2013 Millstein Forum: The Function of an Efficient Market

Judith F. Samuelson

Judith F. Samuelson

Function of an Efficient MarketThe following are cryptic notes and a few photos taken at the 2013 Millstein Forum held June 24 & 25 at Columbia Law School. Be sure to check out the Forum’s photo gallery. Moderator: Judith F. Samuelson, Executive Director, Aspen Business and Society Program, Aspen Institute.

Supply chain compared to investment chain. Intermediaries have their own needs and desires. Large investing institutions control about 70% of the market.  OECD revised principles.

Serdar Celik

Serdar Celik

IPO downtrend in OECD vs uptrend in non-OECD countries. Shift from advance markets to emerging doing IPOs in OECD markets, now doing IPOs in their own developing markets. Many non-financial companies are now cash rich. No problem finding capital for large companies. IPO size has doubled in last 10 years.

High frequency traders trade primarily large companies. Mid and small companies actually traded less in last 10 years. We are moving toward passive indexed-based investing. Function of efficient market is to allocate capital (no longer functioning smoothly?) but we can identify long-term corporate growth.

Thomas Palley

Thomas Palley

Value of company.  1/2 of economy is growing slower than the discount rate. 25% of the variance in stock price due to global effects (currently exchange, 25% local factors, 25% industry, 25% due to company itself. Are we measuring companies or investor expectations? Corporations have a much broader purpose than simply earning money for shareowners… to contribute to the delivery of shared prosperity. The structure of financial markets has been undermined. Pre-1980 wages led. Productivity grew wages. basic transaction services. savings for future needs. There was a strong link between productivity and rise in income.

Finance took control of American business based on the rationale of maximization of shareholder value. They abandoned their traditional commitment to country. We should be rebuilding the wage productivity link. We need to put finance back in the box. Take money out of politics. Change corporate behavior. Regain control of financial markets.  Fed reserve should refocus on full employment. Limit speculation. We need a financial transactions tax. System-wide asset based reserve requirements. Shareholders need to have strong rights. It is a myth that insulating boards creates long-term value.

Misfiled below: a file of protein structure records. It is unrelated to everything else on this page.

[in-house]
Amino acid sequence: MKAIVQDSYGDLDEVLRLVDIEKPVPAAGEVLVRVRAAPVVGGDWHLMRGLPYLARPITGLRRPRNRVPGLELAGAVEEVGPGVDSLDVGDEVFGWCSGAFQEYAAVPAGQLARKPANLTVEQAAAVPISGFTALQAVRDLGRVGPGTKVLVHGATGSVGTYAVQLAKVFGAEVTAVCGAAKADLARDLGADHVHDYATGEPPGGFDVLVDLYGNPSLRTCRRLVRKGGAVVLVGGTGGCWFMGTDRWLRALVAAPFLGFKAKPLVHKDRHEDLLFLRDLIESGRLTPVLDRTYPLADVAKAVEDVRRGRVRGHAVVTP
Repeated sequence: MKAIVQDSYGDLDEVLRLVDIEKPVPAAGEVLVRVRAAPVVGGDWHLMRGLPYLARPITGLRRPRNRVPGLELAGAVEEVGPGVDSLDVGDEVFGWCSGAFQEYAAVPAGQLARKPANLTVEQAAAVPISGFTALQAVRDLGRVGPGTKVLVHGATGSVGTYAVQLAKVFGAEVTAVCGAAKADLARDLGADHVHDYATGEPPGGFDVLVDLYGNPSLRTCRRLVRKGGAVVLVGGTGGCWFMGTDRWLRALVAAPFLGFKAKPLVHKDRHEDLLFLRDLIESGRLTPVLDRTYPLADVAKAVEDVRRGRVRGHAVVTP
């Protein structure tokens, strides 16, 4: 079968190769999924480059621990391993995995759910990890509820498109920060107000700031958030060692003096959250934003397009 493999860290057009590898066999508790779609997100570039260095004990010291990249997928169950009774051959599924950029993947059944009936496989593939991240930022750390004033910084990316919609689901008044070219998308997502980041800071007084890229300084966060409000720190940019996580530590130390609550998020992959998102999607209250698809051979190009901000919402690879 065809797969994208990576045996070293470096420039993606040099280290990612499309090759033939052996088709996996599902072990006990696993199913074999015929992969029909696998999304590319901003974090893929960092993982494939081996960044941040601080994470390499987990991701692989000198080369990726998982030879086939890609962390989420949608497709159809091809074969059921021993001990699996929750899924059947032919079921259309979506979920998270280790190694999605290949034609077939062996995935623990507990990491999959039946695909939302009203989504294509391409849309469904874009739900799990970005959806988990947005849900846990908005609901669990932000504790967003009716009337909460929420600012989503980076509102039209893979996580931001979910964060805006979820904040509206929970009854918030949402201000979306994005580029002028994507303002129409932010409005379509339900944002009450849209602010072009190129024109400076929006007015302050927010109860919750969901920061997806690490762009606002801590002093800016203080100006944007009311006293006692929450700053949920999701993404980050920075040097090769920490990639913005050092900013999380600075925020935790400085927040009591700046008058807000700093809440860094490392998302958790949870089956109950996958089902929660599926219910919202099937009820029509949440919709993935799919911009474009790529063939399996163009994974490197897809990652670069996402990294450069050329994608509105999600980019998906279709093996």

Need to believe that long-term players will buy from hedge funds two years from now. Cited Bebchuk, Lucian A., Brav, Alon and Jiang, Wei, The Long-Term Effects of Hedge Fund Activism (July 9, 2013), which examined the claim that hedge funds,have an adverse effect on the long-term interests and finds that it is not supported by the data.

The market does not fail to appreciate reforms made by hedge funds. Looked at returns 3 years after hedge fund liquidated and found no adverse effect. Companies targeted by activists suffered no more than others during financial crisis. 25% delisted voluntarily. Trust in stock markets is at a low, even less trust than in banks. Controls may have made it worse.
Discussed distribution of income and concentration of wealth. Macro-economic story. People are focusing on number of IPOs; that’s a mistake. Public market is insiders holding other people’s money. Yes, their is more private equity. Many public equity firms are taken private and go back to public. Average size of IPO doubled in US. Very small supply of equity coming by private equity.
Recursive systems are cyclical. New regulations won’t fix the problem. Capital markets should be seen as mechanisms, not for putting money in, but for getting money out of companies. There is a massive outflow. Even if activism increases shareholder value what does it do for society, workers? We are not incentivizing CEOs around whole company.. just share price. The markets are distorting our entire society. Put finance back in the box. Legislate change in purpose. Constrain choice set.

Supplementary materials:

  • Isaksson, Mats and Serdar Celik.  Who Cares? Corporate Governance in Today’s Equity Markets OECD Corporate Governance Working Papers. April 2013. Click here to view.
  • Palley, Thomas I. Financialization: What it Is and Why it Matters.  Political Economy Research Institute.  Nov. 2007.  Click here to view.
  • Roxburgh, Charles, Susan Lund et. al.  The Emerging Equity Gap: Growth and Stability in the New Investor Landscape. McKinsey Global Institute. Dec. 2011.  Click here to view.

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